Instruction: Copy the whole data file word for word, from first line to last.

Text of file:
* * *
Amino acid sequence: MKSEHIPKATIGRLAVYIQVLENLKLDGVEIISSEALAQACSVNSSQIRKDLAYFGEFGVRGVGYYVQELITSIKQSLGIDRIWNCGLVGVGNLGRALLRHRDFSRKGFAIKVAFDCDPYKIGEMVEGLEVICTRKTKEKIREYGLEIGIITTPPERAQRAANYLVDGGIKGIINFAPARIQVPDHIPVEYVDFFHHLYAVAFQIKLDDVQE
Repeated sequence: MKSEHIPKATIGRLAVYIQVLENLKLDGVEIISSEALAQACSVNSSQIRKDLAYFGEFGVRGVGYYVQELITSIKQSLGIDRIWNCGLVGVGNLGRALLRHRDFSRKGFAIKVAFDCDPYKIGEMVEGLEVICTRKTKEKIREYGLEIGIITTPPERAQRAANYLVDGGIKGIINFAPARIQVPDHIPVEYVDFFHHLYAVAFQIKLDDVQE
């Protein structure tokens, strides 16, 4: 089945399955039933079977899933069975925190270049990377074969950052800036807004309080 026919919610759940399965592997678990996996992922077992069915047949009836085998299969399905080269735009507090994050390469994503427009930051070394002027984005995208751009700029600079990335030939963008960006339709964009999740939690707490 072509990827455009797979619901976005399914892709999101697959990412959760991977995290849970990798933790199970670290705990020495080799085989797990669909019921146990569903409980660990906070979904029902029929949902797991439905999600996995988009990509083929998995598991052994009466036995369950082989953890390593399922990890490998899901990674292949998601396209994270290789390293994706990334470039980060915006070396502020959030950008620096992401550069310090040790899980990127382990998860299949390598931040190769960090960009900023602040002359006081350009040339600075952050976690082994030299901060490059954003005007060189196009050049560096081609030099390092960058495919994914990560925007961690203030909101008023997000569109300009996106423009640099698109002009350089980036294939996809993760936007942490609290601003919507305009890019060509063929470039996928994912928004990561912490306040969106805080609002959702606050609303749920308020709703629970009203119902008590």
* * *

Amino acid sequence: MKSEHIPKATIGRLAVYIQVLENLKLDGVEIISSEALAQACSVNSSQIRKDLAYFGEFGVRGVGYYVQELITSIKQSLGIDRIWNCGLVGVGNLGRALLRHRDFSRKGFAIKVAFDCDPYKIGEMVEGLEVICTRKTKEKIREYGLEIGIITTPPERAQRAANYLVDGGIKGIINFAPARIQVPDHIPVEYVDFFHHLYAVAFQIKLDDVQE
Repeated sequence: MKSEHIPKATIGRLAVYIQVLENLKLDGVEIISSEALAQACSVNSSQIRKDLAYFGEFGVRGVGYYVQELITSIKQSLGIDRIWNCGLVGVGNLGRALLRHRDFSRKGFAIKVAFDCDPYKIGEMVEGLEVICTRKTKEKIREYGLEIGIITTPPERAQRAANYLVDGGIKGIINFAPARIQVPDHIPVEYVDFFHHLYAVAFQIKLDDVQE
């Protein structure tokens, strides 16, 4: 089945399955039933079977899933069975925190270049990377074969950052800036807004309080 026919919610759940399965592997678990996996992922077992069915047949009836085998299969399905080269735009507090994050390469994503427009930051070394002027984005995208751009700029600079990335030939963008960006339709964009999740939690707490 072509990827455009797979619901976005399914892709999101697959990412959760991977995290849970990798933790199970670290705990020495080799085989797990669909019921146990569903409980660990906070979904029902029929949902797991439905999600996995988009990509083929998995598991052994009466036995369950082989953890390593399922990890490998899901990674292949998601396209994270290789390293994706990334470039980060915006070396502020959030950008620096992401550069310090040790899980990127382990998860299949390598931040190769960090960009900023602040002359006081350009040339600075952050976690082994030299901060490059954003005007060189196009050049560096081609030099390092960058495919994914990560925007961690203030909101008023997000569109300009996106423009640099698109002009350089980036294939996809993760936007942490609290601003919507305009890019060509063929470039996928994912928004990561912490306040969106805080609002959702606050609303749920308020709703629970009203119902008590």